The other important event of the Open Day was the launch of the third of our series of Archive books, Newlyn at Play which includes some of the material shown at the exhibition and much else besides. The book covers the period from the end of the nineteenth century until the immediate post war years and includes a section on the Good Friday walk to Lamorna. It costs £8 and all the proceeds go towards the archive. We should have it available to purchase from the website at any time now.

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Leisure

Written by Pete. Posted in Newlyn Archive News

Carnivals became a regular feature of Newlyn life after the Perkin Warbeck Pageant of 1906, which was part of a wider set of seaside pageants and involved most members of the community from the fish dealers and fishermen, to the artist community and other residents of Newlyn. 'Newlyn Pirates' was one of the carnival floats in1938, the last Newlyn carnival before world war two. The nine men dressed as pirates with a Union Jack include Bry Paul, Arthur Harvey, Frank Rowe, Tommy Thomas, Andrew Harvey, Billy Stevenson, Jacky Cocks and Thornton Trahair. It is not surprising that carnivals became popular in the twentieth century as in the nineteenth century the most important holidays were celebrated with the Galas arranges by the church and chapels of Newlyn and took place alongside Sunday school tea treats and other celebrations. These Galas were painted by the Newlyn artists; Frank Bramley also painted the actual banner used in the Primitive Methodist Band of Hope parades that were part of their Gala Day. Choirs were also part of church and chapel activities; later the Newlyn Male Voice Choir was formed, sadly disbanded in 2014 after more than three quarters of a century of singing. There were Regattas in Mount's Bay, in which the fishermen masters of the old luggers excelled, and the Newlyn Harbour Sports which included swimming, rowing and lots of fun events. On land there were fairs and other festivities, and the all important Newlyn Rugby team whose home ground was St Goulders Field. Click on the PDF file below to explore what is in the archive about Leisure in Newlyn.

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Belonging to be, July 2014

Written by archive. Posted in Newlyn Archive News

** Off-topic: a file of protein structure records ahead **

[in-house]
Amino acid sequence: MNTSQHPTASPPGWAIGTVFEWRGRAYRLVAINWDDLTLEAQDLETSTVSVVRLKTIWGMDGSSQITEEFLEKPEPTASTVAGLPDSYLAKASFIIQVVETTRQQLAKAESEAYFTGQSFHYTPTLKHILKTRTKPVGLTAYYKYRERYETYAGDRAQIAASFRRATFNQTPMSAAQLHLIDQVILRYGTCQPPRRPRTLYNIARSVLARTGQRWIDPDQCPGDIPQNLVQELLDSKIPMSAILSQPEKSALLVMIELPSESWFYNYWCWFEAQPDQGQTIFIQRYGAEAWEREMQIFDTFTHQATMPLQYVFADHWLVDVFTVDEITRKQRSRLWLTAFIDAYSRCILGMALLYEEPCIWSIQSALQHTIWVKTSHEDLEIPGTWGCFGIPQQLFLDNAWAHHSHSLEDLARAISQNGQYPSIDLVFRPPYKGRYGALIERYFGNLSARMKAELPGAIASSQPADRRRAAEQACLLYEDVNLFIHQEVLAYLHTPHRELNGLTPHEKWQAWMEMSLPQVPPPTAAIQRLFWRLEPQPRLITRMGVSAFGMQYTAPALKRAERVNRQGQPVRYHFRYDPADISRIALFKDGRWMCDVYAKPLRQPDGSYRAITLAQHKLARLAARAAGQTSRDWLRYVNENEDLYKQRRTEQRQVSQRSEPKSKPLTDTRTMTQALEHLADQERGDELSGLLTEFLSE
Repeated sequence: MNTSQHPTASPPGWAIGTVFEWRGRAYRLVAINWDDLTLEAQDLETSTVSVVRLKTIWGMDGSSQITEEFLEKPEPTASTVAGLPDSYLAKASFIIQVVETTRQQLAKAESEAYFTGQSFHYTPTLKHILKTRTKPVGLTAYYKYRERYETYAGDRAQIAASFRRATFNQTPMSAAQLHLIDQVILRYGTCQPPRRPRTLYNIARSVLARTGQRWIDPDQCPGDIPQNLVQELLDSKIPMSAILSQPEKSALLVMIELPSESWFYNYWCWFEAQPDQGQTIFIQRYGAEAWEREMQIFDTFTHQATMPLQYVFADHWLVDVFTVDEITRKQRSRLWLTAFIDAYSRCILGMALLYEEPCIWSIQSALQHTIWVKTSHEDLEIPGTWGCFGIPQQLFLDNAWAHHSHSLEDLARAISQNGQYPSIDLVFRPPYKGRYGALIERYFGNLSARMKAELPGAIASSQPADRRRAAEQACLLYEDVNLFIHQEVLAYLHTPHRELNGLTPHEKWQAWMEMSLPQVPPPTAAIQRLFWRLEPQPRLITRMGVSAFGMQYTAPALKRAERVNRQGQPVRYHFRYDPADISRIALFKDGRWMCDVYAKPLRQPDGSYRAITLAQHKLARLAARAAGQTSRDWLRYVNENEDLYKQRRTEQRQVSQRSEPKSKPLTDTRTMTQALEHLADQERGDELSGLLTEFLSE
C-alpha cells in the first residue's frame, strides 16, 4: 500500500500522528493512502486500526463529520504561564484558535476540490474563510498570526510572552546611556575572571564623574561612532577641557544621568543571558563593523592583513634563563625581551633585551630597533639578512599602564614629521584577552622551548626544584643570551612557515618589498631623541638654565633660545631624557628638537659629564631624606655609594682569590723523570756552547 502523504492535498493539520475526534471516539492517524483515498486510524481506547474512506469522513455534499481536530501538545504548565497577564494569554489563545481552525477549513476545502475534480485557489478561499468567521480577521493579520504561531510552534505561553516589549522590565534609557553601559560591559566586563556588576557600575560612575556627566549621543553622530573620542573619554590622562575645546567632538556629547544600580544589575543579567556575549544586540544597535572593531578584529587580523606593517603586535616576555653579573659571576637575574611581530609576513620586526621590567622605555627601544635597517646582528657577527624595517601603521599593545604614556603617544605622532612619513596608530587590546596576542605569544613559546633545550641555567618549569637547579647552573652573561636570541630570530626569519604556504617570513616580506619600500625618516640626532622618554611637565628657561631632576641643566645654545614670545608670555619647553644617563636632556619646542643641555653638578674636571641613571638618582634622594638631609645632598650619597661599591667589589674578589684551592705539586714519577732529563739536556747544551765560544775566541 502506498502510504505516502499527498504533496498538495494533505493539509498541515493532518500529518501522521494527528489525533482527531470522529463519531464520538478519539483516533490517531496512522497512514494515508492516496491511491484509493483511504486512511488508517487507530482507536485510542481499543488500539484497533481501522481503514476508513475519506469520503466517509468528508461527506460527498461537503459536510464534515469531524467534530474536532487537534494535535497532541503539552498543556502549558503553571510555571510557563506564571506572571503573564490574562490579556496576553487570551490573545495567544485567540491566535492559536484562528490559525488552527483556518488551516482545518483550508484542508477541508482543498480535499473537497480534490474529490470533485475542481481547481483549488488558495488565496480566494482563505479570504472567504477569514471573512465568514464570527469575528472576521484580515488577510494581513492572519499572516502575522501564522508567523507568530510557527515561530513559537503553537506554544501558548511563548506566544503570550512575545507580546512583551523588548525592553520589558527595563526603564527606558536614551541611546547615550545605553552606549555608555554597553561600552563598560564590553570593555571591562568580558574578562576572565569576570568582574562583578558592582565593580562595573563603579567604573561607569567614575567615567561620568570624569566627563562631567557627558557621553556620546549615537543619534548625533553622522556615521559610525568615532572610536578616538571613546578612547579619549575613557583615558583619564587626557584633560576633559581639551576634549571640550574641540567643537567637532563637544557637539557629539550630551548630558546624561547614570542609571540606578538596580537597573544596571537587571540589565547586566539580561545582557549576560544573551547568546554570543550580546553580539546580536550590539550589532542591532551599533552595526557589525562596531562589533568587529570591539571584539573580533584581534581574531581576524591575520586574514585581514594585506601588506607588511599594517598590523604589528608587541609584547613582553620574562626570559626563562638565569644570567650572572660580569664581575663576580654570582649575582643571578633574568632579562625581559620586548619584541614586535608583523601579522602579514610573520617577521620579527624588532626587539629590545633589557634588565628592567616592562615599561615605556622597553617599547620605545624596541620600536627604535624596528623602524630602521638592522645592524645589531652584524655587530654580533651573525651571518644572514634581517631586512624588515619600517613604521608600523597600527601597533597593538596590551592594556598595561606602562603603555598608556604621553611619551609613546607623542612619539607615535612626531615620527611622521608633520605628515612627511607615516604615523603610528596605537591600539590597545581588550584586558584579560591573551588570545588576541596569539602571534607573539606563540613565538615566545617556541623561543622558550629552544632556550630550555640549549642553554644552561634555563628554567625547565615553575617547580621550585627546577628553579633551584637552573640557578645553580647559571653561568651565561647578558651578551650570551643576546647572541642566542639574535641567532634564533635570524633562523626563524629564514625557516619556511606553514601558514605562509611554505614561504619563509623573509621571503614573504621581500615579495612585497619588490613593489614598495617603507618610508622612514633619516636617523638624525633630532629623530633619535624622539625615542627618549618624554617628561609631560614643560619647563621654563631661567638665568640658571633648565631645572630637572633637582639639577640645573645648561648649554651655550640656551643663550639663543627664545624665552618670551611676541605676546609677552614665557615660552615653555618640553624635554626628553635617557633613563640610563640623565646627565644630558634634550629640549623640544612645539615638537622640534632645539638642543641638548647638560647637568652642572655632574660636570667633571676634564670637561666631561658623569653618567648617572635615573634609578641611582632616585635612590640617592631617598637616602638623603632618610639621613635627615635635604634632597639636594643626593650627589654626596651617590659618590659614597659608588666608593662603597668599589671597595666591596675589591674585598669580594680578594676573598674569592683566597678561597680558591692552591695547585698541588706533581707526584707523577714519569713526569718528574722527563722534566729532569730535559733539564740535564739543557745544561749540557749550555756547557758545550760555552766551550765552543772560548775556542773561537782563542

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Above: Diane Donohue and Denny Harvey were available to assist those who wished to explore their own family histories and were able to offer valuable advice and encouragement which was much appreciated.

Review by Andrew Gordon

On Saturday July 19 2014, The Newlyn Archive held another of its popular Open Days at Trinity Centre. The fascinating displays portraying entertainment, local businesses, and notable local figures offered an exciting opportunity for the 147 visitors to discover how the spirit of Newlyn is reflected in the lives and work of villagers past and present. Information and photographs of the Gaiety Cinema, the Leper Colony at Wherrytown, St Peter's Church, and The Lamorna Inn were on display, along with those of several families, including the Peakes, the Curnows, the Harveys, the Stevensons and the Lach-Szyrmas. Images revealing the once thriving stone quarry at Penlee brought back memories of mid day explosions, heavy lorries pounding through The Narrows and the seemingly endless stream of little trains carrying stone to waiting cargo ships on the South pier.

Pete Joseph was on hand to scan new material teased out of attics and cupboards by proud families and friends. A particularly exciting 'new' discovery was a medal created to celebrate the opening of the South pier in 1885. Trinity's Ebb and Flow project provided a delightful opportunity for visitors wishing to 'Spread a little Newlyn Sunshine' by recording their thoughts on the petals of a giant sunflower. They found out that the most frequently expressed view about improvement at Newlyn was that the South Pier should be re-opened to the public! David and Diane's extensive book sale was, as ever, a focus for booklovers and successfully raised much needed additional funds for the future of the Archive.

On a hot, sultry July Saturday it was encouraging to see so many visitors attending the exhibition and enjoying the refreshments provided by Gerry and his team. The considerable amount of work undertaken by Pam in preparing displays and planning the day ensured that the room buzzed with countless animated conversations as anecdotes were shared. The Archive succeeded in reflecting the true spirit of Newlyn's proud past and present.

Below: Visitors enjoyed Maurice Bishop's wonderful collection of photographs, most of which have been copied for the archive.